The following article, which originally appeared in the April 20, 1990 issue of the Chicago Reader, without any star rating, is the only time I can recall writing at length in the Reader about an American TV series. (An edited version of this piece appears in a 1995 collection edited by David Lavery for Wayne State University Press, Full of Secrets: Critical Approaches to Twin Peaks, under the title “Bad Ideas: The Art and Politics of Twin Peaks“.) From a vantage point of almost two decades later, I wouldn’t be as quick today to insist that David Lynch’s work is devoid of any social commentary. What he has to say about the Hollywood community alone, especially in Inland Empire (2006), shows that he’s no longer as detached as he was.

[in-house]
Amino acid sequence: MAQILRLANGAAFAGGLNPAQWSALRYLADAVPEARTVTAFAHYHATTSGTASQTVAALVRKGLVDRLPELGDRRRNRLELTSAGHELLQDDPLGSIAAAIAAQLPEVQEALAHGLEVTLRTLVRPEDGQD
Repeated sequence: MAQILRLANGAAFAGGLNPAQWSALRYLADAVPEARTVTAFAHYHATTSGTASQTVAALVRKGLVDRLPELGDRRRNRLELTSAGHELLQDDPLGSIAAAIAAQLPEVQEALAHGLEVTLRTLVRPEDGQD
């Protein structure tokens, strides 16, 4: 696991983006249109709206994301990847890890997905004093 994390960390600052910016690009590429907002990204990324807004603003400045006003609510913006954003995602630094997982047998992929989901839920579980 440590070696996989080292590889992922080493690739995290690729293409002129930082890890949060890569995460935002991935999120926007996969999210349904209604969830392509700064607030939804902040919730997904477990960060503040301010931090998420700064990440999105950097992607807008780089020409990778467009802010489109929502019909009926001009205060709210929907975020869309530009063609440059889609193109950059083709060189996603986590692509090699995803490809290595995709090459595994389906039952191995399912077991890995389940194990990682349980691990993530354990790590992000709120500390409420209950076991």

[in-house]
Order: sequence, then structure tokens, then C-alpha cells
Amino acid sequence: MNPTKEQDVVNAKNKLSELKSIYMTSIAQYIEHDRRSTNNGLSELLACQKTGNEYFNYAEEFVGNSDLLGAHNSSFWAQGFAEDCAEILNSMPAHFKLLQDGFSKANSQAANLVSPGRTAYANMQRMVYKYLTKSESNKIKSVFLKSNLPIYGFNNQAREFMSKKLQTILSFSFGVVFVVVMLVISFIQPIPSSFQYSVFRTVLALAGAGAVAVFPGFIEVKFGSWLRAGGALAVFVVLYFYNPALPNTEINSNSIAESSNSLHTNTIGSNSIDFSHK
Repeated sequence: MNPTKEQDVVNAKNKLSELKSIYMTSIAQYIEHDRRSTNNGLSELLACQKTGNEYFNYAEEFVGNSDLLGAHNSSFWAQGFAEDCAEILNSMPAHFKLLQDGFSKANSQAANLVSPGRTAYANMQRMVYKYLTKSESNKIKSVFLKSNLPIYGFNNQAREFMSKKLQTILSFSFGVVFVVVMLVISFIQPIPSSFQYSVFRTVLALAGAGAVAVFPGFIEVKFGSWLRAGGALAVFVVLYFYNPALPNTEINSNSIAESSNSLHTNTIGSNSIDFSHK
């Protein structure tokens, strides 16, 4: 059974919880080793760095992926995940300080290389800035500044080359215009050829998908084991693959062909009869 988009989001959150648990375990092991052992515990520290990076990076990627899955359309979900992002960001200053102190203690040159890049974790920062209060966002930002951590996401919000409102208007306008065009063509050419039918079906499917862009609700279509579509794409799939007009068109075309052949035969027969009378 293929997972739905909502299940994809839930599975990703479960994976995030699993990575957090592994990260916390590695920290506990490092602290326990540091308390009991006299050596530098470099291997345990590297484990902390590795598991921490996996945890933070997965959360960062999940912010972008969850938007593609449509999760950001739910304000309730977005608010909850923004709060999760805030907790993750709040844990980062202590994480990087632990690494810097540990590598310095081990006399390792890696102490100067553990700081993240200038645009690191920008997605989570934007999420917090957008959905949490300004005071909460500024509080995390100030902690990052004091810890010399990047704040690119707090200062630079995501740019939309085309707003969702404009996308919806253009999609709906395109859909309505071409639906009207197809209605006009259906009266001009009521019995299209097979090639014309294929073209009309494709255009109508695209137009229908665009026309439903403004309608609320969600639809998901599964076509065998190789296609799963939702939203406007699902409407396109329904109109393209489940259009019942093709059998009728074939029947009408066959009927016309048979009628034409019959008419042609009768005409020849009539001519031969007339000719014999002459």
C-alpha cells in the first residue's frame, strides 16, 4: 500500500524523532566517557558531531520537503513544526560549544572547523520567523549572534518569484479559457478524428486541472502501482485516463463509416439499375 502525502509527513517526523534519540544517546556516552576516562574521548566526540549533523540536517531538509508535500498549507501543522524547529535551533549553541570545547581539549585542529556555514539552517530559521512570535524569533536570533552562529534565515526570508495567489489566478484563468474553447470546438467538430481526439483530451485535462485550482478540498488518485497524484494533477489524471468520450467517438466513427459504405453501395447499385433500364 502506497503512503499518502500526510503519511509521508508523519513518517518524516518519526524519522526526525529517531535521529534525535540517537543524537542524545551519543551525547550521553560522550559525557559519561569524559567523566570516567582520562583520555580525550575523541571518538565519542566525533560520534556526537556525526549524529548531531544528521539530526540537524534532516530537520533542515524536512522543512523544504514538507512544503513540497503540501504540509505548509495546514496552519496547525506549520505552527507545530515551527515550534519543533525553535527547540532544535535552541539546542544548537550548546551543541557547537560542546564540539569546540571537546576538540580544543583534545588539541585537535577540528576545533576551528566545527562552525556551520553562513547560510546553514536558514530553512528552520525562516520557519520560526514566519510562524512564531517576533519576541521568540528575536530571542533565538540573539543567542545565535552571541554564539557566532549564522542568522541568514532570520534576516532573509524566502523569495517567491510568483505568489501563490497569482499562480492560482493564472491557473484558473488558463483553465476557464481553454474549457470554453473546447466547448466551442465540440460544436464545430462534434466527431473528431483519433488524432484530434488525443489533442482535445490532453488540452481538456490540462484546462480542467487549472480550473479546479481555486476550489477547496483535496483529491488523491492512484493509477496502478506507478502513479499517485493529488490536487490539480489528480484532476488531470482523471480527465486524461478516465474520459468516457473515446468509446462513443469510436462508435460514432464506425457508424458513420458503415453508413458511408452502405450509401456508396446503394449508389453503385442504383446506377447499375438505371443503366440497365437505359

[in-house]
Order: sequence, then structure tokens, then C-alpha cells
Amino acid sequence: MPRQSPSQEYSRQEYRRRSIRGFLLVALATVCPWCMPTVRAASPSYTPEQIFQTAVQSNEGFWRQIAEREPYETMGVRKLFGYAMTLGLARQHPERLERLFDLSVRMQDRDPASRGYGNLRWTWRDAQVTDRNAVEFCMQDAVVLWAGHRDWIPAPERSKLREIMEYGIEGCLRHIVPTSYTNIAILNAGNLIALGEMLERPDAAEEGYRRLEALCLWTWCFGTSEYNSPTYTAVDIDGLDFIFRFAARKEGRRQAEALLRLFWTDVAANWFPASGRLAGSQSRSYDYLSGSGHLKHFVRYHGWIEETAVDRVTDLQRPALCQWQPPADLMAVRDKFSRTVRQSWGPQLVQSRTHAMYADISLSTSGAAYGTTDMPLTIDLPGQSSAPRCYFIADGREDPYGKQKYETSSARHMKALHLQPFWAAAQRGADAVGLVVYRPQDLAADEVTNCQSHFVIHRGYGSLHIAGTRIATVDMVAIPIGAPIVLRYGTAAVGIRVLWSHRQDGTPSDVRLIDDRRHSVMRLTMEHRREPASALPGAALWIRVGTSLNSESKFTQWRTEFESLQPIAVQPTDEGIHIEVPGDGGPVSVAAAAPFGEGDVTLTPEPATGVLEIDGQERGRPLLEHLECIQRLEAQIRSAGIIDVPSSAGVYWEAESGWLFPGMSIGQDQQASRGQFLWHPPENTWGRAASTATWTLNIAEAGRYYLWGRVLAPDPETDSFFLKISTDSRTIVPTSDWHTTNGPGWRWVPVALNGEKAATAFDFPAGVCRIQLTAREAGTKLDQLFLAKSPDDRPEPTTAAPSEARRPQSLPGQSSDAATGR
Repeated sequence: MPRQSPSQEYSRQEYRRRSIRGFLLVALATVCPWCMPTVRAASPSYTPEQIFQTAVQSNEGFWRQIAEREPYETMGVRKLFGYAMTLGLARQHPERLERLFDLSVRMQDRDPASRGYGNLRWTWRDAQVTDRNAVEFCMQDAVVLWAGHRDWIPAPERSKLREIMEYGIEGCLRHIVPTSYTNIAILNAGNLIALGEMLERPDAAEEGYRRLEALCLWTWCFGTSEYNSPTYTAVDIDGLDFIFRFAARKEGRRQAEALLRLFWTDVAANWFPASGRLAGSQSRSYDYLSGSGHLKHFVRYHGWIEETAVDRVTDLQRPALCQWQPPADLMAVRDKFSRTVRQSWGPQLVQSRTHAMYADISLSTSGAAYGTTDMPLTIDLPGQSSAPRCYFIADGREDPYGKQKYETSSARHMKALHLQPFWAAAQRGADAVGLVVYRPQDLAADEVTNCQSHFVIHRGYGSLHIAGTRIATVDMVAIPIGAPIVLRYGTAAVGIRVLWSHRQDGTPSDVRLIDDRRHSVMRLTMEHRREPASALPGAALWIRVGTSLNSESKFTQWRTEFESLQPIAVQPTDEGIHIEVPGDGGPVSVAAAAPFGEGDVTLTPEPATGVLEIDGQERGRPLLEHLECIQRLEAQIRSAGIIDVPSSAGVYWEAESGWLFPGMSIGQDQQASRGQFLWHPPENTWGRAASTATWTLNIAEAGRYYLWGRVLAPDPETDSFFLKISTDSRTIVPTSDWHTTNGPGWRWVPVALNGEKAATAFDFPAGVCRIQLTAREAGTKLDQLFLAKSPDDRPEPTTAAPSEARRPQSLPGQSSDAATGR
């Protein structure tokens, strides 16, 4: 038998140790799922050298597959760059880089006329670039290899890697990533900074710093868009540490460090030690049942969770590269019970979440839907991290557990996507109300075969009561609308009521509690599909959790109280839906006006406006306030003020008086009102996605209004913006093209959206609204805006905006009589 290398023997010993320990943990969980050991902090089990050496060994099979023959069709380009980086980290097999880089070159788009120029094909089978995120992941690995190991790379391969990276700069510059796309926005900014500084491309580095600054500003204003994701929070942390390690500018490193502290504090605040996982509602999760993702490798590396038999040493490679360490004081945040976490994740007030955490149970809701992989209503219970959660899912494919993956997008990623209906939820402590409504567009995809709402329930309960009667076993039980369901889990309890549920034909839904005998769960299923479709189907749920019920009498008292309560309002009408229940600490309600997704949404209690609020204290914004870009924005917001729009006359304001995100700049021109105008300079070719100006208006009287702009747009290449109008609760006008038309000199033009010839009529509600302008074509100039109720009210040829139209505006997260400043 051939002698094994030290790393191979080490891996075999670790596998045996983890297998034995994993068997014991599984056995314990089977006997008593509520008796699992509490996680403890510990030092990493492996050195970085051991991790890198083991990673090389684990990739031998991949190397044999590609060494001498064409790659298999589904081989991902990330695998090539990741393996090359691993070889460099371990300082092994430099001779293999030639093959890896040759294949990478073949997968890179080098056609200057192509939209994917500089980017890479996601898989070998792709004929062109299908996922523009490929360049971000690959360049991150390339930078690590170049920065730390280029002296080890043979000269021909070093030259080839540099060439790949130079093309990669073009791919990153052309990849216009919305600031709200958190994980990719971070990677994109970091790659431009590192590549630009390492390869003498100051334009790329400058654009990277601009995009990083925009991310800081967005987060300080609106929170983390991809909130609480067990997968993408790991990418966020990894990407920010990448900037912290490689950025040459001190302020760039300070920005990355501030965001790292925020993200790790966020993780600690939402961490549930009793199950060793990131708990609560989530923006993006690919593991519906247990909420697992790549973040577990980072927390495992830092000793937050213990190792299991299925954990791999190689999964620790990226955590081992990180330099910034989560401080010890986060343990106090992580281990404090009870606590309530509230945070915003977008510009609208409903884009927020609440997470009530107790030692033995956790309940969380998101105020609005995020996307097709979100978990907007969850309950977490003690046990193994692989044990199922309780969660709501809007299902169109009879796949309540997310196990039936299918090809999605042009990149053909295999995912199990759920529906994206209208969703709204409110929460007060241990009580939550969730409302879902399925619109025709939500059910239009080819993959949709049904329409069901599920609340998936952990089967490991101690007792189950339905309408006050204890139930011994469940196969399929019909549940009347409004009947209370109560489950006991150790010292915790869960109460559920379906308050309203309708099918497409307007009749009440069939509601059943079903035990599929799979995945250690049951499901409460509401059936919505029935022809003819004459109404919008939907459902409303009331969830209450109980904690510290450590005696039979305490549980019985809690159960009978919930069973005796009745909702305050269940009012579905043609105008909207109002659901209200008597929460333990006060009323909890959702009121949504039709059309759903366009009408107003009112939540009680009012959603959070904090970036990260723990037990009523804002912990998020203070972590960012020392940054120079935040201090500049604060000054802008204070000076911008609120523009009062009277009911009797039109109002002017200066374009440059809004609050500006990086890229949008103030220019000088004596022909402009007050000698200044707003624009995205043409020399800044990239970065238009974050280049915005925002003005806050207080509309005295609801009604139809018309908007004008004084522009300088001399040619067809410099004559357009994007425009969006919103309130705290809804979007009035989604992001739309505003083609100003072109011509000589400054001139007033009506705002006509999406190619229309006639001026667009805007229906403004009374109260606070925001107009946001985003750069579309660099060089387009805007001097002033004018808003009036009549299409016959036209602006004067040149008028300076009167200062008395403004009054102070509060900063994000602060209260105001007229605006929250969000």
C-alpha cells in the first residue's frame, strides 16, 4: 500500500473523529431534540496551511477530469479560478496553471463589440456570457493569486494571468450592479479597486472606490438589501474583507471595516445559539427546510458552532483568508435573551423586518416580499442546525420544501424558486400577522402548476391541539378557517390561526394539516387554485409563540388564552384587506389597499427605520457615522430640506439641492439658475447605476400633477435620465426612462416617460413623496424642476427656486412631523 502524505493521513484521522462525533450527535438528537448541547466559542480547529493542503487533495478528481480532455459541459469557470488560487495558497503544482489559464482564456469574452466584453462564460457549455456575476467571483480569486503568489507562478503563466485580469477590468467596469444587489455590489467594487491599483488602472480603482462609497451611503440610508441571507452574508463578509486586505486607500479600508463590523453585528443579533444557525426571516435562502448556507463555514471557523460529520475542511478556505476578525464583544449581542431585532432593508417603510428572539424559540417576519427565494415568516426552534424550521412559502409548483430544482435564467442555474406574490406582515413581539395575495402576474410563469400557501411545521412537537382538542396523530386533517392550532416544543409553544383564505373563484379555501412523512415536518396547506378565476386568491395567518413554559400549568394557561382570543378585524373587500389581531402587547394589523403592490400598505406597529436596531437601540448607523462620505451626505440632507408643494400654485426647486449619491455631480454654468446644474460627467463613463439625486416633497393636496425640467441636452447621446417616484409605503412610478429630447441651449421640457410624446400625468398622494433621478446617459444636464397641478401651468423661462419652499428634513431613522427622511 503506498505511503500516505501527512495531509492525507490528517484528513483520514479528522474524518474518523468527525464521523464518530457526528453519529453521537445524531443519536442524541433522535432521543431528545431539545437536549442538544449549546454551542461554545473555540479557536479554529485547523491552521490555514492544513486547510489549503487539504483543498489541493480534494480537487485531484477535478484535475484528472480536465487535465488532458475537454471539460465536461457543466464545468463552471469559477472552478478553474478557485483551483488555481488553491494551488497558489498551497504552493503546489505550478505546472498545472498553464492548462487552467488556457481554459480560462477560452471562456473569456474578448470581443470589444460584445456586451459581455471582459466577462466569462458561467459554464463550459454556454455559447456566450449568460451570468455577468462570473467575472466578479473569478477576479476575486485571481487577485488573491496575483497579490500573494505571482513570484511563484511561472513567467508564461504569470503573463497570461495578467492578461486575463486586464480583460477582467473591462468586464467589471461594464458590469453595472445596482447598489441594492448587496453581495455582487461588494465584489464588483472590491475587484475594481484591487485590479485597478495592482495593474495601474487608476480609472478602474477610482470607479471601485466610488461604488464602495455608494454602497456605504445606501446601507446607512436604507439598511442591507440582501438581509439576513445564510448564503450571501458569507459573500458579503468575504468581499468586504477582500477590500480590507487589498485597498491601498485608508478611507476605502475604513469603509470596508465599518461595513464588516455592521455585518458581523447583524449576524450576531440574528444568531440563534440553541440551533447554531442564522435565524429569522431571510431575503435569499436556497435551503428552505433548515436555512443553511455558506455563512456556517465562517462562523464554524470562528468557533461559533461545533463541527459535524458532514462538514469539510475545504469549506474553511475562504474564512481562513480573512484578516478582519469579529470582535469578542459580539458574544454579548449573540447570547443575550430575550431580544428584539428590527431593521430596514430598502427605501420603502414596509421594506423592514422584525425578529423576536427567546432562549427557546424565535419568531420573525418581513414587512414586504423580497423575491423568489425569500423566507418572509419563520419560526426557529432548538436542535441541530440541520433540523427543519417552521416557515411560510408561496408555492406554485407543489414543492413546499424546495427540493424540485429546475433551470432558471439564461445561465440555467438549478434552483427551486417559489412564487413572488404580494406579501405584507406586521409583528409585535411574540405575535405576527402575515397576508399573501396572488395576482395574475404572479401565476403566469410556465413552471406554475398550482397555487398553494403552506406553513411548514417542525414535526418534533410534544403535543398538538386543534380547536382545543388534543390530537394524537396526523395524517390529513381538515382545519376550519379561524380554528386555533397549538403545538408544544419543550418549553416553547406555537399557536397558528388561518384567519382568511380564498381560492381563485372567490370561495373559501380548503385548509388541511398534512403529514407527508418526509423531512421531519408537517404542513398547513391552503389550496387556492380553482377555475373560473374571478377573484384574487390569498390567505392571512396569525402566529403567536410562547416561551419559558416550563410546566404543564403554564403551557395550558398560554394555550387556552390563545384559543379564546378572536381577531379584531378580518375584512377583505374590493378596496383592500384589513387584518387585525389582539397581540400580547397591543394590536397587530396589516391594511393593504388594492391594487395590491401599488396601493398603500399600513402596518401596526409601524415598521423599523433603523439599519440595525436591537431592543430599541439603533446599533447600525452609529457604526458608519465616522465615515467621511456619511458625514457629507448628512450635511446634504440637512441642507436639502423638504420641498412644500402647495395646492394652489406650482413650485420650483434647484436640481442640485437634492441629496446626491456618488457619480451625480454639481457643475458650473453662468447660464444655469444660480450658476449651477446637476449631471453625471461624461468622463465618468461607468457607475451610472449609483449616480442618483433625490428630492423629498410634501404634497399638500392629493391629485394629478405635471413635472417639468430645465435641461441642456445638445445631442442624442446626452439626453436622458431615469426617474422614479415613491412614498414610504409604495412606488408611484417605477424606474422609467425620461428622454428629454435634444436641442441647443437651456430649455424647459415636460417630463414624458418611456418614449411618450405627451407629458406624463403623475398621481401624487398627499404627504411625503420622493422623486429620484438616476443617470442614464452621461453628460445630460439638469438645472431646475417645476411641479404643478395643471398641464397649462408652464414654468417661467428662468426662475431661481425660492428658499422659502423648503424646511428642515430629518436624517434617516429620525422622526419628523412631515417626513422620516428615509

Another invaluable tool for re-evaluation is the recent and superbly appointed Blu-Ray box set devoted to Twin Peaks. Despite some misgivings abiut the show’s second season (see, for instance, Martha Nochimson’s demurrals in her 1997 The Passion of David Lynch about some of the ways the show “perverted” Lynch’s original designs and conceptions), I continue to find much of it very absorbing. The same is true, so far, about the so-far uneven third season, despite the brilliance of the third episode.… Read more »